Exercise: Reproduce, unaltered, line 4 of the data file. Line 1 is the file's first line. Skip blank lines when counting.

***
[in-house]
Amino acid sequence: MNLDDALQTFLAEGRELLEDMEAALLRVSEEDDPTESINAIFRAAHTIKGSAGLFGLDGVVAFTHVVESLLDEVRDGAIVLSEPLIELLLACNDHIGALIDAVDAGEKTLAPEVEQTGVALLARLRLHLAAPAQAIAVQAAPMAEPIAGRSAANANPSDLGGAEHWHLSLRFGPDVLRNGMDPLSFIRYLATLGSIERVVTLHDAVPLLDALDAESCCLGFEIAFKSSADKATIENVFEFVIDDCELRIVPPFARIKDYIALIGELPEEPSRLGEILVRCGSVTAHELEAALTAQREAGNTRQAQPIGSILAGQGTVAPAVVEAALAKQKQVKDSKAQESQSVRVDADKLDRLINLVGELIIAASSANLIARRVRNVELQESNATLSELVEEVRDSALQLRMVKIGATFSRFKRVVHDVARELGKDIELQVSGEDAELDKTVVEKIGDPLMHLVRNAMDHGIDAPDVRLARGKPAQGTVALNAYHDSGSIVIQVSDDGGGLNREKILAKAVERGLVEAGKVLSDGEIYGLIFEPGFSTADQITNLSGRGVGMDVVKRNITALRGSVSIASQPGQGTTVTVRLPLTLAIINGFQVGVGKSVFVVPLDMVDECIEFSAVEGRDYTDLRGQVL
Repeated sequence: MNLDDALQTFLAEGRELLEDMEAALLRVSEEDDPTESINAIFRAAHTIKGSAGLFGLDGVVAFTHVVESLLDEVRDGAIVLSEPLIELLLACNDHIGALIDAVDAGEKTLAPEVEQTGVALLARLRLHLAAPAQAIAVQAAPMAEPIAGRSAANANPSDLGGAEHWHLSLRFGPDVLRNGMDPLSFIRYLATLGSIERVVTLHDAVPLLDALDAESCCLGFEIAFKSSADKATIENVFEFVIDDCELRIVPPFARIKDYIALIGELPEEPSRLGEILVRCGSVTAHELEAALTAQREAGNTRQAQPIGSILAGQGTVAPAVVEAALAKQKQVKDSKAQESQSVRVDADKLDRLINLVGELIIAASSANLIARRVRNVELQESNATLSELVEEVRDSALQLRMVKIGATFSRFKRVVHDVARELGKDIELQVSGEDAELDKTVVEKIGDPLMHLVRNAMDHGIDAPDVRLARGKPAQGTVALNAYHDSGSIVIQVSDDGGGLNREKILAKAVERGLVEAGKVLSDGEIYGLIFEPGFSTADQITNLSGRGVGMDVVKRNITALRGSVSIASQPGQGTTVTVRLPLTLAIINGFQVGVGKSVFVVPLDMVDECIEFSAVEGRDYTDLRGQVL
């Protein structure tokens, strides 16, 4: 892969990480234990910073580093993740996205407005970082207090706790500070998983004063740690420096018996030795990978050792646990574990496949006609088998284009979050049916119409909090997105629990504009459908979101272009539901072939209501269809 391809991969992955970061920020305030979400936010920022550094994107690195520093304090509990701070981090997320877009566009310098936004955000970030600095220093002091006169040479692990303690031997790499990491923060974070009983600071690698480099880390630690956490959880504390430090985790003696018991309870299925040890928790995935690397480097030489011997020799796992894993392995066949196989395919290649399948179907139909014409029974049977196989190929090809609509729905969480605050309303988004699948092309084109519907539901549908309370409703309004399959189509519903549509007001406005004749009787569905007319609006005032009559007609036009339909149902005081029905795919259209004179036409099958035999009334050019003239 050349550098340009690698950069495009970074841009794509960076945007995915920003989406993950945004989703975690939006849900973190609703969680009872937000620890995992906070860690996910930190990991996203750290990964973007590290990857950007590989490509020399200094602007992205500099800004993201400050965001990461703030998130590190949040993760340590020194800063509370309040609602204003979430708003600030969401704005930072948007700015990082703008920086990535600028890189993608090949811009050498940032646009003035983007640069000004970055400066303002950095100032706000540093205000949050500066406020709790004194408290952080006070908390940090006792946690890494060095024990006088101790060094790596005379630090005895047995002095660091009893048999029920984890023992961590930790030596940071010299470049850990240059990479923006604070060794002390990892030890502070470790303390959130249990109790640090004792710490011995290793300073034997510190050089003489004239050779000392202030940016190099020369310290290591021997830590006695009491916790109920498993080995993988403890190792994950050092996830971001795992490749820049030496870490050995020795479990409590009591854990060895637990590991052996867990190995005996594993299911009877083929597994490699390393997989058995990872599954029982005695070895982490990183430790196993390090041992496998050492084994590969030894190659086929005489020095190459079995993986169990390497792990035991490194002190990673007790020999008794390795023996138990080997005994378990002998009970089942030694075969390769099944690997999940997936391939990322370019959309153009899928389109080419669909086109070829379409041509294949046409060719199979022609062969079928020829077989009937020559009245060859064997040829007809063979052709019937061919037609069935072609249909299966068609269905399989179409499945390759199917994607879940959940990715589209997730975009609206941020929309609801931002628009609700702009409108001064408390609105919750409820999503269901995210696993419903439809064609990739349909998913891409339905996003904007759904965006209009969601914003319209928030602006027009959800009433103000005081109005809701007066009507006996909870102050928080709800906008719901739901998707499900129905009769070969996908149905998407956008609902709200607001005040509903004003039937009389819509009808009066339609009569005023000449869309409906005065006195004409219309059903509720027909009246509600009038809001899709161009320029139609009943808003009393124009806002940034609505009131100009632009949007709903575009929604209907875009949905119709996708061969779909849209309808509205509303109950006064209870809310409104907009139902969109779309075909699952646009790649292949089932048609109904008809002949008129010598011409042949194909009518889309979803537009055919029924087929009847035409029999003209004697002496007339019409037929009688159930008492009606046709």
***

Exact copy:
């Protein structure tokens, strides 16, 4: 892969990480234990910073580093993740996205407005970082207090706790500070998983004063740690420096018996030795990978050792646990574990496949006609088998284009979050049916119409909090997105629990504009459908979101272009539901072939209501269809 391809991969992955970061920020305030979400936010920022550094994107690195520093304090509990701070981090997320877009566009310098936004955000970030600095220093002091006169040479692990303690031997790499990491923060974070009983600071690698480099880390630690956490959880504390430090985790003696018991309870299925040890928790995935690397480097030489011997020799796992894993392995066949196989395919290649399948179907139909014409029974049977196989190929090809609509729905969480605050309303988004699948092309084109519907539901549908309370409703309004399959189509519903549509007001406005004749009787569905007319609006005032009559007609036009339909149902005081029905795919259209004179036409099958035999009334050019003239 050349550098340009690698950069495009970074841009794509960076945007995915920003989406993950945004989703975690939006849900973190609703969680009872937000620890995992906070860690996910930190990991996203750290990964973007590290990857950007590989490509020399200094602007992205500099800004993201400050965001990461703030998130590190949040993760340590020194800063509370309040609602204003979430708003600030969401704005930072948007700015990082703008920086990535600028890189993608090949811009050498940032646009003035983007640069000004970055400066303002950095100032706000540093205000949050500066406020709790004194408290952080006070908390940090006792946690890494060095024990006088101790060094790596005379630090005895047995002095660091009893048999029920984890023992961590930790030596940071010299470049850990240059990479923006604070060794002390990892030890502070470790303390959130249990109790640090004792710490011995290793300073034997510190050089003489004239050779000392202030940016190099020369310290290591021997830590006695009491916790109920498993080995993988403890190792994950050092996830971001795992490749820049030496870490050995020795479990409590009591854990060895637990590991052996867990190995005996594993299911009877083929597994490699390393997989058995990872599954029982005695070895982490990183430790196993390090041992496998050492084994590969030894190659086929005489020095190459079995993986169990390497792990035991490194002190990673007790020999008794390795023996138990080997005994378990002998009970089942030694075969390769099944690997999940997936391939990322370019959309153009899928389109080419669909086109070829379409041509294949046409060719199979022609062969079928020829077989009937020559009245060859064997040829007809063979052709019937061919037609069935072609249909299966068609269905399989179409499945390759199917994607879940959940990715589209997730975009609206941020929309609801931002628009609700702009409108001064408390609105919750409820999503269901995210696993419903439809064609990739349909998913891409339905996003904007759904965006209009969601914003319209928030602006027009959800009433103000005081109005809701007066009507006996909870102050928080709800906008719901739901998707499900129905009769070969996908149905998407956008609902709200607001005040509903004003039937009389819509009808009066339609009569005023000449869309409906005065006195004409219309059903509720027909009246509600009038809001899709161009320029139609009943808003009393124009806002940034609505009131100009632009949007709903575009929604209907875009949905119709996708061969779909849209309808509205509303109950006064209870809310409104907009139902969109779309075909699952646009790649292949089932048609109904008809002949008129010598011409042949194909009518889309979803537009055919029924087929009847035409029999003209004697002496007339019409037929009688159930008492009606046709």